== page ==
‘Henry, if I can put the position in a nutshell, I think it comes to this: that the Turks have got a good case. In my view this can now only be resolved by the creation of a zone. A zone in which they will have autonomy within a federal republic. This could be got by negotiation but in the temper of today, no one can begin to get anything like this. And so you have a military solution for the time being, in which they will police their own boundary. You’ll have a great exchange of population with the Greeks moving out and we’ll then just let diplomacy take over when we see the opportunity once more, to see if we can get a peaceful solution in the island. Now as regards Greece and Turkey, it is Greece who will need massaging because the Turks are too jingoistic, indeed too close to Hitler for my liking. All right?’

Kissinger: ‘I completely agree with you, Jim. And the tragedy is that it could have worked out that way through diplomacy…’

Callaghan: ‘I believe you. Well, goodbye old man and all the best to you with your pre-occupations…

Source: PREM 16/20, National Archives of the United Kingdom, Kew Gardens, Surrey, as quoted in Klearchos A. Kyriakides, The Search for Security via Answers to Questions on Law, Criminal Justice and Impunity, Agora Dialogue, 17 June 2017, page 5.

The words of Callaghan and Kissinger are a stark reminder that secret deals, hypocrisy and naked appeasement brought disaster to Cyprus. They also remind us that, instead of upholding the rule of law, the UN has allowed itself to join the UK and the US as a co-facilitator of Turkish policy which seeks to legalise the illegal de facto realities manufactured by force.

The Callaghan-Kissinger scheming has likewise contributed to what we have seen unfold at the hands of Erdogan’s Turkey since Mr Erdogan’s rise to executive power in 2003: the infliction of additional large-scale human rights abuses, the gradual deepening of Islamist authoritarianism, the sustained use of gunboat diplomacy and the prevalence of neo-colonial expansionism.

The ongoing toleration of impunity by those organisations and countries that purport to be defenders of human rights and international law, their fostering of ‘bi-communal’ as well as ‘bi-zonal’ forms of segregation and the unending occupation by Turkey of the north of the Republic of Cyprus not only continue to threaten citizens of the Republic in a member state of the Commonwealth, the Council of Europe and the European Union. Such appeasement also threatens the very concept of liberal democracy.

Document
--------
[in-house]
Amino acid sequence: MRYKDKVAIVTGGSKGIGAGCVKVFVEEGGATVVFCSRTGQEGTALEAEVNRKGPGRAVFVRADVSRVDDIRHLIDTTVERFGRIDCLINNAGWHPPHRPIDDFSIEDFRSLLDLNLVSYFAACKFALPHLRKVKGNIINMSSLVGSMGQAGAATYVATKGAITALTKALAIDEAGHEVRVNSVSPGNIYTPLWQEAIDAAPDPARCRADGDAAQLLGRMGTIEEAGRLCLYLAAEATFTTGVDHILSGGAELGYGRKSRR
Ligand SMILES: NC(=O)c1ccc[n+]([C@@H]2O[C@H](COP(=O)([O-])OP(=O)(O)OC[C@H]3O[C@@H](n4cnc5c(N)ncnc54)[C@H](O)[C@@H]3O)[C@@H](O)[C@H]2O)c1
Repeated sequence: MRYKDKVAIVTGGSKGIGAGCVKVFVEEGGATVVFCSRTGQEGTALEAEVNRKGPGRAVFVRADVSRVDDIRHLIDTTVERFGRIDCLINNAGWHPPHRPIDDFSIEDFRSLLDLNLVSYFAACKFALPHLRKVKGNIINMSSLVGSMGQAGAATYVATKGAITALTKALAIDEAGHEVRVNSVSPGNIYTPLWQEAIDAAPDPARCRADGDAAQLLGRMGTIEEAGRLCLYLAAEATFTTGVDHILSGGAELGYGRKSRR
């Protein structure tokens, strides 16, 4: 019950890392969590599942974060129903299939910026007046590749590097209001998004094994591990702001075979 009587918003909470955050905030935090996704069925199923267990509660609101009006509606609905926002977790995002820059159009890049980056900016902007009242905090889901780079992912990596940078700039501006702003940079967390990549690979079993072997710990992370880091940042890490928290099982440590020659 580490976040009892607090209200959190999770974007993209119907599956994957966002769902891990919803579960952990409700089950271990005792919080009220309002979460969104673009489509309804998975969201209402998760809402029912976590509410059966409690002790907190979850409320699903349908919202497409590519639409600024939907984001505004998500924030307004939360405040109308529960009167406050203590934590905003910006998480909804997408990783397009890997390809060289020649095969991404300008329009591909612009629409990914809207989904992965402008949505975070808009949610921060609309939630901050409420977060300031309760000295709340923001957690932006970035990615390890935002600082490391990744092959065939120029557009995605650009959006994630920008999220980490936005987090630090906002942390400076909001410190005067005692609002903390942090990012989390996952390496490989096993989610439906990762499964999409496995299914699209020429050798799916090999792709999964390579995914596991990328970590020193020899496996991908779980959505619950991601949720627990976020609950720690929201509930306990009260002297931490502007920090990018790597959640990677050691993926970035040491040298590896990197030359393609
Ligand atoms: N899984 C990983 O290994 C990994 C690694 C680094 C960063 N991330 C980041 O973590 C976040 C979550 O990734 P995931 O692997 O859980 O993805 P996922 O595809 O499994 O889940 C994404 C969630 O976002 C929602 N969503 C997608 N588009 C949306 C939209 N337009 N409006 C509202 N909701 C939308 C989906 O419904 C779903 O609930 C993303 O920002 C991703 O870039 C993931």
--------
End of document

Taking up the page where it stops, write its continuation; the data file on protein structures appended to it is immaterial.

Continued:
Camp for the internally displaced in the government-controlled area of Cyprus, November 1974. © Press and Information Office of the Republic of Cyprus
Forcibly displaced: Cypriots of Greek origin prepare to board a coach to flee the Turkish-occupied north of the Republic of Cyprus, 1974.
Approximately 170,000 Cypriots of Greek origin were forcibly displaced by Turkish troops in Cyprus, 1974.
The invading Turkish military swept through the virtually undefended Republic of Cyprus using sophisticated US and other NATO weaponry.
Forcibly displaced Cypriots in a camp for the internally displaced © Press and Information Office of the Republic of Cyprus.

In 1974 Turkish troops invaded the Republic of Cyprus, in order to establish a de facto Turkish-occupied northern zone. Approximately 170,000 Cypriots of Greek origin were forcibly displaced and are still denied their right to return by Turkey.

As for the second Turkish invasion launched on 14 August 1974, it remains an affront to the rule of law and an unwashed stain on the conscience of humanity.

In 1974 Turkish troops invaded the Republic of Cyprus, in order to establish a de facto Turkish-occupied northern zone. Approximately 170,000 Cypriots of Greek origin were forcibly displaced and are still denied their right to return by Turkey. (Click on photos to enlarge and for captions.)

Acknowledgment: Lobby for Cyprus expresses its gratitude to Klearchos A. Kyriakides for his assistance in relation to the preparation of parts of this statement.

Lobby for Cyprus is a non-party-political human rights organisation that campaigns for a unitary Cypriot state without segregation along ethnic and religious lines.

One Comment

  1. The 14th of August is indeed a stain on the conscience of humanity.Unfortunately they stood by and watched all the atrocities committed by Turkey against innocent people The 20th of July as well as the 14th of August are tragic anniversaries of national catastrophe,anniversaries for reflections and mistakes that led our Island in this catastrophe. It is with great sorrow that we remember the dead,the missing people,and the people they became refugees in their own Country We hope for a solution that is going to reunite our Country and it’s people as as a whole